Energetic analysis and experiments of earthworm-like locomotion with compliant surfaces

David Zarrouk, Inna Sharf, Moshe Shoham

Research output: Contribution to journalArticlepeer-review

5 Scopus citations

Abstract

The energy consumption of worm robots is composed of three parts: heat losses in the motors, internal friction losses of the worm device and mechanical energy locomotion requirements which we refer to as the cost of transport (COT). The COT, which is the main focus of this paper, is composed of work against two types of external factors: (i) the resisting forces, such as weight, tether force, or fluid drag for robots navigating inside wet environments and (ii) sliding friction forces that may result from sliding either forward or backward. In a previous work, we determined the mechanical energy requirement of worm robot locomotion over compliant surfaces, independently of the efficiency of the worm device. Analytical results were obtained by summing up the external work done on the robot and alternatively, by integrating the actuator forces over the actuator motions. In this paper, we present experimental results for an earthworm robot fitted with compliant contacts and these are post-processed to estimate the energy expenditure of the device. The results show that due to compliance, the COT of our device is increased by up to four-fold compared to theoretical predictions for rigid-contact worm-like locomotion.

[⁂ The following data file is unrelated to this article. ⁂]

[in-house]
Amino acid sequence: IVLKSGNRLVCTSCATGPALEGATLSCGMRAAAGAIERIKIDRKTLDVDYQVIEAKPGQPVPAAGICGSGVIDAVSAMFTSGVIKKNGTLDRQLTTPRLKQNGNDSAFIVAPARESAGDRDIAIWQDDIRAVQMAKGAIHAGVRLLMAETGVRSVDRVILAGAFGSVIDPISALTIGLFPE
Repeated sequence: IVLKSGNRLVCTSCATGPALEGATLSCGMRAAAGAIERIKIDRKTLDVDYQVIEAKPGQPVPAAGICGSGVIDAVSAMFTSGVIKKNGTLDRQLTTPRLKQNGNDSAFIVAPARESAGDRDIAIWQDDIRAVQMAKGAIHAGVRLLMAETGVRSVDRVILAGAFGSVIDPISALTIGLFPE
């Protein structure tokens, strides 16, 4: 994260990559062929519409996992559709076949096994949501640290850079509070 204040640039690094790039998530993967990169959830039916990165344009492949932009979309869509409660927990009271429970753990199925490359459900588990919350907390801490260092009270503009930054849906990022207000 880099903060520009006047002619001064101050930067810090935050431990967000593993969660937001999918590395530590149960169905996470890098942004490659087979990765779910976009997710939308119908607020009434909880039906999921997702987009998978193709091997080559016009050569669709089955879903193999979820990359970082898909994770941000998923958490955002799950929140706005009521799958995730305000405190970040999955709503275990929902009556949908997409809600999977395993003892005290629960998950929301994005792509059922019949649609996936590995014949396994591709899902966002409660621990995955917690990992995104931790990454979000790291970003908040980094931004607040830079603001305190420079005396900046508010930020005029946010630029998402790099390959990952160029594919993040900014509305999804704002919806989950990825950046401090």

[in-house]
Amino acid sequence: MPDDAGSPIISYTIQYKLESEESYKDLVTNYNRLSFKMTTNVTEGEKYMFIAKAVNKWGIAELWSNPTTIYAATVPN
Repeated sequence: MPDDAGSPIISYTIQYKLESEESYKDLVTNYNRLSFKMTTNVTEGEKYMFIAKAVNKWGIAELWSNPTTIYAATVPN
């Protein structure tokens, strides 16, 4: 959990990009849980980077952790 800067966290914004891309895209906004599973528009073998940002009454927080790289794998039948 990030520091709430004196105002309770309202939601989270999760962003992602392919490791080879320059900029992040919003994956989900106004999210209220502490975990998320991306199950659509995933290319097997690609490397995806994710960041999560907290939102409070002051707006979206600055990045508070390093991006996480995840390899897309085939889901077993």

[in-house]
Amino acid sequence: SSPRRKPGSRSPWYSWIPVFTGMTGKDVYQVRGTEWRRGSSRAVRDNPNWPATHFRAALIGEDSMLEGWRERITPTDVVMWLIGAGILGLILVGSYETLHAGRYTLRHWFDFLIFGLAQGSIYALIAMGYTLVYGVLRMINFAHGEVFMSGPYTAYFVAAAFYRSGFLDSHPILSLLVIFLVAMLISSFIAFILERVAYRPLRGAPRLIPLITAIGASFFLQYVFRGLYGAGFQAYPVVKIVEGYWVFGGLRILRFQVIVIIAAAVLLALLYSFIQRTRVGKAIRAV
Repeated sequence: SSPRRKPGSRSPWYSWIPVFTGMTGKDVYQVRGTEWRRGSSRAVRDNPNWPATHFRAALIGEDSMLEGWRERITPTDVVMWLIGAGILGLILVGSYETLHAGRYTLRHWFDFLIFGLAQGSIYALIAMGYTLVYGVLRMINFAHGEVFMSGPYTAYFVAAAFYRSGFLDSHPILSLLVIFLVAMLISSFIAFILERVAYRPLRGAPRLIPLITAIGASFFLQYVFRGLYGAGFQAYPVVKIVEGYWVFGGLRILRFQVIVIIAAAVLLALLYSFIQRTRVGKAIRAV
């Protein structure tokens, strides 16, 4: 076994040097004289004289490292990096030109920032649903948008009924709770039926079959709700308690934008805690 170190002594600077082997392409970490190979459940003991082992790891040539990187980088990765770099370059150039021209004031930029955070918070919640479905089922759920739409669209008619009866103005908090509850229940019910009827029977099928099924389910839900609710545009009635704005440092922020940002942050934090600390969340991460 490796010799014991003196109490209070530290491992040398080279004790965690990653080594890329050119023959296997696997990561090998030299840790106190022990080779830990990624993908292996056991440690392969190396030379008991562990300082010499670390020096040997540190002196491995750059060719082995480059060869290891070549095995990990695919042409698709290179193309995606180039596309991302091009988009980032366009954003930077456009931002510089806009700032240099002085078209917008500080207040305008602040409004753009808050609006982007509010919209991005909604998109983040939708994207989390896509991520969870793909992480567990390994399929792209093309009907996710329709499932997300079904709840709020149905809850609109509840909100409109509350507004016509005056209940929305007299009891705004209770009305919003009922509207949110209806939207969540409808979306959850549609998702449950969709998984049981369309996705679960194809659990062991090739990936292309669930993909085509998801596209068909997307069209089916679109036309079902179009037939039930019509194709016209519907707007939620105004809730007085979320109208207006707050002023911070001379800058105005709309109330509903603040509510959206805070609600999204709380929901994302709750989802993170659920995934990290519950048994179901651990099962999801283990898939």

Original languageEnglish
Article number014001
JournalBioinspiration and Biomimetics
Volume11
Issue number1
DOIs
StatePublished - 4 Feb 2016

Keywords

  • compliant contacts
  • crawling
  • wormlike-robot

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